Passing at just 43 years of age, the tragic death of Chadwick Boseman as a result of colon cancer has hit hard. The talented actor, known for iconic movie roles like Black Panther and Jackie Robinson, is now, in death, shedding important light on the role colon cancer plays in so many lives.
While Boseman is only one face of colon cancer, let’s talk numbers:
Colorectal cancer is the second leading cause of cancer death in the United States.
One in 20 people will be diagnosed with colorectal cancer in their lifetime.
One in three people are not up-to-date with their colorectal cancer screenings.
Death rates from colorectal cancer have been decreasing, but that is due in large part to the fact that people are getting screened. Timely evaluation of symptoms consistent with colorectal cancer is essential. This is true for adults regardless of age.
Screening can be accomplished in a variety of ways. For patients without symptoms, speak to your primary care doctor and gastroenterologist to make sure you are on track to receive screening at the right time to help prevent colon cancer.
Early colorectal cancer often has no symptoms, which is why screening is so important. Screenings are typically recommended once a patient reaches 50 years of age, though a range of other factors may indicate earlier screenings like a family history of polyps or colon cancer.
Although the lifetime risk of colon cancer is similar in men and women, research shows that black Americans are being diagnosed at a younger age than other populations. Because of this, updates in the past few years have recommended that colon cancer screenings begin at age 45 for black Americans of average risk. There is also quite a disparity in colorectal cancer mortality for African Americans at 40% higher than other populations.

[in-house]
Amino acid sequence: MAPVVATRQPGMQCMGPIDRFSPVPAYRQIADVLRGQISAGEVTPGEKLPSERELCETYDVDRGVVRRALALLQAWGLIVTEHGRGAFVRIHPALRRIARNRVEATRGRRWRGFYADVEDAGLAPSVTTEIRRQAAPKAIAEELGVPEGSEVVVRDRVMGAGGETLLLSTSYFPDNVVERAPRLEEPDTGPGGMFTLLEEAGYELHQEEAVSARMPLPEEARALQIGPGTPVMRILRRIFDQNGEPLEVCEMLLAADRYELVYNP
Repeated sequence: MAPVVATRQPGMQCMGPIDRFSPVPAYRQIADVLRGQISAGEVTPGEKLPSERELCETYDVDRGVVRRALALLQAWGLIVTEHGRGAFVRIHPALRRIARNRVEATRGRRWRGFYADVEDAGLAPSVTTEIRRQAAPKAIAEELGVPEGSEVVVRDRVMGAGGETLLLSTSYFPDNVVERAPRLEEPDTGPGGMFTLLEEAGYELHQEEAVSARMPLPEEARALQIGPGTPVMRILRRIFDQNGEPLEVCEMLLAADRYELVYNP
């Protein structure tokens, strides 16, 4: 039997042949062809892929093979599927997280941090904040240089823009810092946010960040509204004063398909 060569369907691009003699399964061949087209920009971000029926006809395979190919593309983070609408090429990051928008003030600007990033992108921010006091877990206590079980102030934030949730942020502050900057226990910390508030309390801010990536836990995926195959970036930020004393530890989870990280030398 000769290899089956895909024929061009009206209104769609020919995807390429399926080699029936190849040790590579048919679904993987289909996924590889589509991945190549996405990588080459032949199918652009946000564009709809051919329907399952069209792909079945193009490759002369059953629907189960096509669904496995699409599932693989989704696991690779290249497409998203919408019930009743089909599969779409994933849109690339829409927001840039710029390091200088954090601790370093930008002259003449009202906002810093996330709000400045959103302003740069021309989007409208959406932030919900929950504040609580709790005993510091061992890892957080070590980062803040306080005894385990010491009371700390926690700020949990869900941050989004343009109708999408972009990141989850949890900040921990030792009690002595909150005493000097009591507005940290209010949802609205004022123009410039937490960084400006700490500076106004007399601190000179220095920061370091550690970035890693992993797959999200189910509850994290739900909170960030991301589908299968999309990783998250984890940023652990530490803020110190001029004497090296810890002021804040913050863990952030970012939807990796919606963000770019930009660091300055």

As a tumor grows, it may bleed or obstruct the intestine. In some cases, blood loss from the cancer leads to anemia, fatigue or weakness.
Other warning signs that require further medical evaluation include:
- Blood in the stool or from the rectum, including red and dark/black stool
- A change in bowel habits or shape
- Abdominal pain in the lower abdomen
- Urgency in needing to use the restroom
- Prolonged constipation or diarrhea
- Unintended weight loss
Several factors are known to influence an individual’s risk of colorectal cancer development, including advancing age and family history. The median age at diagnosis for colon cancer is 68 in men and 72 in women. Rectal cancer’s median age is even younger at 63 for both men and women.
It is important to note the rising incidences of colorectal cancer in younger adults. In 1990, 6% of cases occurred in those 50 and younger. In 2011, that number had increased to 11%. Most of these cases (72%) occurred in individuals in their forties.
Up to 30% of patients with colorectal cancer have a family history. Of these, as many as 5% have an identifiable genetic predisposition. People with a first-degree relative (a parent, sibling or child) who has been diagnosed with colorectal cancer have two to four times the risk of developing the disease compared to people without a family history. Risk can also extend beyond first-degree relatives, for example, in people with extended relatives who have been diagnosed with precancerous colon polyps known as adenomas.
To determine at what age you should have a screening and which method of screening is right for you, discuss your risk factors by making an appointment with your primary care physician or gastroenterologist. By making your trusted doctor part of the conversation and completing your appropriate screenings, together we can reduce the risk of colorectal cancer and prevent losing more individuals like Chadwick Boseman who have so much to contribute to the world.